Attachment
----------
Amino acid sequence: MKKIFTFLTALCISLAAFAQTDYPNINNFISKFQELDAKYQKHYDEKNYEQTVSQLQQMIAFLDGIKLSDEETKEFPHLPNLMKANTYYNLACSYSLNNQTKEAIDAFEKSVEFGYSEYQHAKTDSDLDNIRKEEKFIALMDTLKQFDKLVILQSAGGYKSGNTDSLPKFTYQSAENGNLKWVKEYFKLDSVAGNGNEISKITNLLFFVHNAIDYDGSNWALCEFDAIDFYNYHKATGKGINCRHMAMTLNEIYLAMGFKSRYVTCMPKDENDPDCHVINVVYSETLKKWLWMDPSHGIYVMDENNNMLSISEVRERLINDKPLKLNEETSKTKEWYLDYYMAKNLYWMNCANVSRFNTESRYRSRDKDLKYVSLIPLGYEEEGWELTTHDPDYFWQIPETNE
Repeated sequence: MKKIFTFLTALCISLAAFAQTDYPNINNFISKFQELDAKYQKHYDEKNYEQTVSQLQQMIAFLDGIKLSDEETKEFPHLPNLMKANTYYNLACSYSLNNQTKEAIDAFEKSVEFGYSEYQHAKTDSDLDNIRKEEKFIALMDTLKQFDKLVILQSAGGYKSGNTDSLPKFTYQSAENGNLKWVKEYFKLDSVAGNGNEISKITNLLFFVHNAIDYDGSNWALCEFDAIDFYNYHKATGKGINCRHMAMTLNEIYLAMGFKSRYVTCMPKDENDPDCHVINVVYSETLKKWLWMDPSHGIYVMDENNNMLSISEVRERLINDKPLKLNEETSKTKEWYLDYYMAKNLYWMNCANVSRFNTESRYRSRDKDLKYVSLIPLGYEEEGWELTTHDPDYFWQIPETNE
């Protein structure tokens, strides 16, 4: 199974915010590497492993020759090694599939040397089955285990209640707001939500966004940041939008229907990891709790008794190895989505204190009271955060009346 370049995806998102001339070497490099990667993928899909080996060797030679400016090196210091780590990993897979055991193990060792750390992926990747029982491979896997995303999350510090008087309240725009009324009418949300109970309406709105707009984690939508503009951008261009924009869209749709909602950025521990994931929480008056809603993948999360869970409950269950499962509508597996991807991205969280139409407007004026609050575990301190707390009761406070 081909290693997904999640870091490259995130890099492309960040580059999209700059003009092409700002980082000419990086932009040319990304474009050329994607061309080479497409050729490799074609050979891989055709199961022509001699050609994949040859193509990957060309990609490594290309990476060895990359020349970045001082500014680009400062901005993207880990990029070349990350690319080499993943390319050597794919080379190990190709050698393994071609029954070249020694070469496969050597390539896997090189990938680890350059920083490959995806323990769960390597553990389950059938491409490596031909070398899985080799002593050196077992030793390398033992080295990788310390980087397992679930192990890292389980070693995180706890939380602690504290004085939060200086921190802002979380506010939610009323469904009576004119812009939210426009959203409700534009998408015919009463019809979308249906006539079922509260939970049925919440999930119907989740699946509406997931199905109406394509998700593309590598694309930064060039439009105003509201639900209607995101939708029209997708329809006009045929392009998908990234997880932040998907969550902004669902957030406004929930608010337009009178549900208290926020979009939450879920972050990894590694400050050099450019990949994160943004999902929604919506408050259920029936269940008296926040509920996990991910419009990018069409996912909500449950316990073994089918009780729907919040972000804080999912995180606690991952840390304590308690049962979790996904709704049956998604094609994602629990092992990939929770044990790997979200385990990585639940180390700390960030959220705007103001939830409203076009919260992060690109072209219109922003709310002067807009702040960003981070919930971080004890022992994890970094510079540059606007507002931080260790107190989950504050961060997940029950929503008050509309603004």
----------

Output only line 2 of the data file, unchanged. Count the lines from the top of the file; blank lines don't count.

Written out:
Repeated sequence: MKKIFTFLTALCISLAAFAQTDYPNINNFISKFQELDAKYQKHYDEKNYEQTVSQLQQMIAFLDGIKLSDEETKEFPHLPNLMKANTYYNLACSYSLNNQTKEAIDAFEKSVEFGYSEYQHAKTDSDLDNIRKEEKFIALMDTLKQFDKLVILQSAGGYKSGNTDSLPKFTYQSAENGNLKWVKEYFKLDSVAGNGNEISKITNLLFFVHNAIDYDGSNWALCEFDAIDFYNYHKATGKGINCRHMAMTLNEIYLAMGFKSRYVTCMPKDENDPDCHVINVVYSETLKKWLWMDPSHGIYVMDENNNMLSISEVRERLINDKPLKLNEETSKTKEWYLDYYMAKNLYWMNCANVSRFNTESRYRSRDKDLKYVSLIPLGYEEEGWELTTHDPDYFWQIPETNE